To me the fact that the mother is aware we did not want them sleeping together then encourages them to sleep in the same bed together is wrong :/ I wouldn't do that to another mothers daughter.

There is a big difference between encouraging, and accepting.

Another issue we have with them is they know our daughter has neurological seizures and shouldn't be drinking while these are under investigation but they thought it was a good idea to give her Jack Daniels & Jaeger bombs

Again, how do you know this in that level of detail? Are you reading her diary? Who is telling you these things? Do you know for sure that they are giving her the alcohol and encouraging her to drink, or are they just turning a blind eye to the fact that she drinks? Was it at a party they held and a one off, or do they (as you seem to want to imply) ply her with booze regularly for no good reason?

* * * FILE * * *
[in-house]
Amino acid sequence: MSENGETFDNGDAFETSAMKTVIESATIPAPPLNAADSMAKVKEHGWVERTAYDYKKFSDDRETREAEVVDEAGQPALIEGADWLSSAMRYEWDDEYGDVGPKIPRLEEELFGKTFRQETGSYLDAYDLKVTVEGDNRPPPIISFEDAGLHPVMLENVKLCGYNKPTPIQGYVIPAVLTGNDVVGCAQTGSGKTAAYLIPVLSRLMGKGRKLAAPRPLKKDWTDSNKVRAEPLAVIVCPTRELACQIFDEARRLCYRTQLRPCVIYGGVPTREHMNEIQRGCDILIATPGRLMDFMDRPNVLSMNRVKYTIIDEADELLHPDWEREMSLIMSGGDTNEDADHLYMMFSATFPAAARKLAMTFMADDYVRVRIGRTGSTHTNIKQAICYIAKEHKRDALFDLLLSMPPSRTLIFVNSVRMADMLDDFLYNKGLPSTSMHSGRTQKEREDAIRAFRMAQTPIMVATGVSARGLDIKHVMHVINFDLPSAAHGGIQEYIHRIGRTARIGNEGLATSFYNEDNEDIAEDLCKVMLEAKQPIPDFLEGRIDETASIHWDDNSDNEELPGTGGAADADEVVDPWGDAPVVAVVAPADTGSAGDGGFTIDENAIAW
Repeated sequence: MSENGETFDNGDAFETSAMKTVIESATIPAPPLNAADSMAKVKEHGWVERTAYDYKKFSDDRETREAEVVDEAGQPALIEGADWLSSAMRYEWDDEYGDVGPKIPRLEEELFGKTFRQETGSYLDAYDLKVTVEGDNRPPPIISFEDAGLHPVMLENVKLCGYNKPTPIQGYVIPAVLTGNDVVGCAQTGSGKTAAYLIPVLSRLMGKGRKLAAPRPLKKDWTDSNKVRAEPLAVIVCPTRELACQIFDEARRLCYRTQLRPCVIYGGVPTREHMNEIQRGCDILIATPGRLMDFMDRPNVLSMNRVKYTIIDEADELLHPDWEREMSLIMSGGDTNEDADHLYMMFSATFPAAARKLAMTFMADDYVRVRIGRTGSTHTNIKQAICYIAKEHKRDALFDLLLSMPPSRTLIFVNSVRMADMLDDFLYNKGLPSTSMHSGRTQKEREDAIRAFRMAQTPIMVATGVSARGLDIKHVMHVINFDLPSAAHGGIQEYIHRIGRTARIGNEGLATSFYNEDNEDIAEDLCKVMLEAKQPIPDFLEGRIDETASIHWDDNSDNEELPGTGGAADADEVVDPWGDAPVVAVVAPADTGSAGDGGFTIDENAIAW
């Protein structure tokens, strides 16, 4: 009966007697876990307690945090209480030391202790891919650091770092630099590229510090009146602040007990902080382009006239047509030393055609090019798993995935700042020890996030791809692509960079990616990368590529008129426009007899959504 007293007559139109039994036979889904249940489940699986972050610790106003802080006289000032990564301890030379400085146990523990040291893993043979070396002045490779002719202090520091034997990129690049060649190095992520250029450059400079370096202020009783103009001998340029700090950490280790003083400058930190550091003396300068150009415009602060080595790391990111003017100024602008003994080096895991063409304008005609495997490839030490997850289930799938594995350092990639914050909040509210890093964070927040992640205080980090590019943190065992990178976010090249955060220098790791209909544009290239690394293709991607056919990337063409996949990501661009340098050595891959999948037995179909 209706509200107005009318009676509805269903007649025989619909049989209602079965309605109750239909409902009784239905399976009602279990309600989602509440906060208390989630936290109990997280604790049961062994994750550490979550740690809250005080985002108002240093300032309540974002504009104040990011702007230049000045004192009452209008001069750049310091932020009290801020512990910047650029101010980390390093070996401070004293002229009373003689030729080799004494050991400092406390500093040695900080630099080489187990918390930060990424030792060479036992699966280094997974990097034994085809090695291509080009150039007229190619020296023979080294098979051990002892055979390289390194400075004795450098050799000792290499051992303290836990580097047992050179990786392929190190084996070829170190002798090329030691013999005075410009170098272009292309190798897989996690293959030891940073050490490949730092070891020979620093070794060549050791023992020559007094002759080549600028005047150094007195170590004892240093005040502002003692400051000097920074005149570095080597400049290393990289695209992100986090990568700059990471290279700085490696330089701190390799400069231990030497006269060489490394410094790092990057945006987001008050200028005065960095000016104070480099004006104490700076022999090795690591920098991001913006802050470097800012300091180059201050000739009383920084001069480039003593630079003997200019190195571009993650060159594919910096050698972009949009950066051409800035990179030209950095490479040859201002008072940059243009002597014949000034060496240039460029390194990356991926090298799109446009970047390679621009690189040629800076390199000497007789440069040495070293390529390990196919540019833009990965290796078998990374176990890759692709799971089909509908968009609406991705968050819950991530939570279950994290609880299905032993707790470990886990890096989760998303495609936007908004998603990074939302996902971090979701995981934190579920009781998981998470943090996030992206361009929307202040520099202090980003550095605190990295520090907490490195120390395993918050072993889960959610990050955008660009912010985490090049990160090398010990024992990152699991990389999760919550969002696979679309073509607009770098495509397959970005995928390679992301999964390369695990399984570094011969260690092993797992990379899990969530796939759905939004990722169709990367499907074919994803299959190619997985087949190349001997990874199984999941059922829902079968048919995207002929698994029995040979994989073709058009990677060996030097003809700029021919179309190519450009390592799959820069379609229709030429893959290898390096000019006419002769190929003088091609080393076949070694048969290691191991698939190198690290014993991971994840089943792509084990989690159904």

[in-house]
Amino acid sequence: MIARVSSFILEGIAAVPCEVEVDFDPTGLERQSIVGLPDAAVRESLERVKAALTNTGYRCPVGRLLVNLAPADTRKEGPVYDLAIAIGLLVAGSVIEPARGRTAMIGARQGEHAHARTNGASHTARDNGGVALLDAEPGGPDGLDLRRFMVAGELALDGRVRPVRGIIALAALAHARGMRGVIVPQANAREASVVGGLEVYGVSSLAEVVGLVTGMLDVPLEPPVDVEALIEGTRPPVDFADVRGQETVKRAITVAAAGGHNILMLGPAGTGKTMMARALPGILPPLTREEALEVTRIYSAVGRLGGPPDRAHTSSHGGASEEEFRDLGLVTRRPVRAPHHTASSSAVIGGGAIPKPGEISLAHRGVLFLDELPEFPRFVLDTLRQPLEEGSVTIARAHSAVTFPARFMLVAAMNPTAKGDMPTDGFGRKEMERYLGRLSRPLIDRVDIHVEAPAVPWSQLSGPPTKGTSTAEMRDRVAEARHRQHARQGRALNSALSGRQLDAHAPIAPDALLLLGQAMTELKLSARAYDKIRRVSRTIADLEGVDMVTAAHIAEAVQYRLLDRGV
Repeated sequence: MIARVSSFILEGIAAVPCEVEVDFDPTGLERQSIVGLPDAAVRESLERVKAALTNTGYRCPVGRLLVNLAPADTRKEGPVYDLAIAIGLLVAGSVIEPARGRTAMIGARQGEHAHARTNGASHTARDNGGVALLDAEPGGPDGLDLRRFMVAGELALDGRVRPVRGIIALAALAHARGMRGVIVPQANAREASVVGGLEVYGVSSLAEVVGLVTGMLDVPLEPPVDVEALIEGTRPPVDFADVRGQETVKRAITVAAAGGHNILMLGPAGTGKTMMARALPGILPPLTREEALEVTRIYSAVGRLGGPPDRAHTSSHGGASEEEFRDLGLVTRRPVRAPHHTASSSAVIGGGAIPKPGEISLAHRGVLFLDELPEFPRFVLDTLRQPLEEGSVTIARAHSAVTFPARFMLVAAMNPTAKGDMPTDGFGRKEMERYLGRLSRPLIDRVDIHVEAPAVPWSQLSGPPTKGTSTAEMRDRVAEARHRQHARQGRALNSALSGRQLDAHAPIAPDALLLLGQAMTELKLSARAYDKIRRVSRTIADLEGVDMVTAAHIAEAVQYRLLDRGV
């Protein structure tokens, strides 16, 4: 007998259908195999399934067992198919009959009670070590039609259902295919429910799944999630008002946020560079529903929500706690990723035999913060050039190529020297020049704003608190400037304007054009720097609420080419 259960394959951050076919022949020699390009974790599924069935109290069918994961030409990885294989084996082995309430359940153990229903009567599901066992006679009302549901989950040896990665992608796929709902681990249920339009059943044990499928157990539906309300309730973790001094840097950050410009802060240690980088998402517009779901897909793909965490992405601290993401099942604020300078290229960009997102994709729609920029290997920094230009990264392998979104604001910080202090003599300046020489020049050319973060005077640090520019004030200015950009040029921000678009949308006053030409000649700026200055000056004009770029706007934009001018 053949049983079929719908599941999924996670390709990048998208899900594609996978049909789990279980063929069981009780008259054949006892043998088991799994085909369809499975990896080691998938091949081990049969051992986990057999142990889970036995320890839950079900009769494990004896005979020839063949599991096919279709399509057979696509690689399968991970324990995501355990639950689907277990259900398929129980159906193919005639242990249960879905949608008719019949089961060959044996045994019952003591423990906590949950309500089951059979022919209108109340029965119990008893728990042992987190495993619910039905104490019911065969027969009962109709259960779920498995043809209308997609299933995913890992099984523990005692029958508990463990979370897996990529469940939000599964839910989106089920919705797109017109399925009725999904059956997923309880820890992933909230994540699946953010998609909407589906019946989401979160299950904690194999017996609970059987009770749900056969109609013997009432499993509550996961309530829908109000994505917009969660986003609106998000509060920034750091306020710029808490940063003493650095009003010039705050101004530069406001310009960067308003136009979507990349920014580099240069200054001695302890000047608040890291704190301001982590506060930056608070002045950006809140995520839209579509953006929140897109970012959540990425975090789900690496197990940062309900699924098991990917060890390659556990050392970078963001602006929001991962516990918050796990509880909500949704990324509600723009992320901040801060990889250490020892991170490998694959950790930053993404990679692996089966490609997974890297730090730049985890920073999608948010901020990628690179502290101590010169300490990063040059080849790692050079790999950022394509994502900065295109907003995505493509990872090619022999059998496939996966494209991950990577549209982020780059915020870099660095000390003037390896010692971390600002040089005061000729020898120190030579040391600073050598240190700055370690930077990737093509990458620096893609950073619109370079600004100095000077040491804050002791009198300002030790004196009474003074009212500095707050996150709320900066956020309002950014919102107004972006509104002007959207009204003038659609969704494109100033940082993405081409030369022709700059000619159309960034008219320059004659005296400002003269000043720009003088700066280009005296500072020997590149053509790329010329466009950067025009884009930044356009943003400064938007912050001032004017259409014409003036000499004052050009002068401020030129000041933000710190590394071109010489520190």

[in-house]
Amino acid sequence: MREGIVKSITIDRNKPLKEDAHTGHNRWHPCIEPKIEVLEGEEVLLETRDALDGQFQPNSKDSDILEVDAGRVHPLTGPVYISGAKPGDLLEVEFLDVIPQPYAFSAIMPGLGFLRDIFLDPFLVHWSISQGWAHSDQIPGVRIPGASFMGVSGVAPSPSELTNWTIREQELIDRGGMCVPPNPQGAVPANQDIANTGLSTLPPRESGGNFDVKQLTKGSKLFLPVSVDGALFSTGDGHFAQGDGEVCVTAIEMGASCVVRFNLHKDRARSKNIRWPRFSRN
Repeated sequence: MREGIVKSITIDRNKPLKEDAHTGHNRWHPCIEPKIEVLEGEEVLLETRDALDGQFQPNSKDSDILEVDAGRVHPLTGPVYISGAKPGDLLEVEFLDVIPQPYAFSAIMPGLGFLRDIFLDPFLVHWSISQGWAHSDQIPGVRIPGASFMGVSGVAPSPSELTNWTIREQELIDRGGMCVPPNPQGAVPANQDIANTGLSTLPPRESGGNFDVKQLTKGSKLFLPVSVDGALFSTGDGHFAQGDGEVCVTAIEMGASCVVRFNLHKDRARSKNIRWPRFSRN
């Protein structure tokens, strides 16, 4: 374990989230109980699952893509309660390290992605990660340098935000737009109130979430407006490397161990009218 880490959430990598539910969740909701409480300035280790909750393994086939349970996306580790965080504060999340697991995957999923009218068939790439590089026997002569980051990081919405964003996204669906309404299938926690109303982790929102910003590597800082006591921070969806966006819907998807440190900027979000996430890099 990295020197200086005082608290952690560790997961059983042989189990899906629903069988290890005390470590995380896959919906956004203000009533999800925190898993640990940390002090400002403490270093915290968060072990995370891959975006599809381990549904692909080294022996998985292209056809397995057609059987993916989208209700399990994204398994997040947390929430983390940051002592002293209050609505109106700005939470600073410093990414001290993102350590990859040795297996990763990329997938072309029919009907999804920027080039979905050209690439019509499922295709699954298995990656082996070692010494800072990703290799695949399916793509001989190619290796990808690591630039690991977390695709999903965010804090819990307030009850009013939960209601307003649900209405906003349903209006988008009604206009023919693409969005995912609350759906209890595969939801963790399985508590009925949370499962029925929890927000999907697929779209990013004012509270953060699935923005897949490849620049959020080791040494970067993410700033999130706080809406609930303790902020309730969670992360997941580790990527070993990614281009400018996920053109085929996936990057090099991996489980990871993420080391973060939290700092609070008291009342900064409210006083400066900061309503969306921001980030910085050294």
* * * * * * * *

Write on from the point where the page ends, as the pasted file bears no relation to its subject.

pictish Mon 30-Sep-13 07:20:13

And I think sending your younger daughter to their door in tears, having already been there yourself half an hour earlier, clearly marks you out as the problem. Total overkill.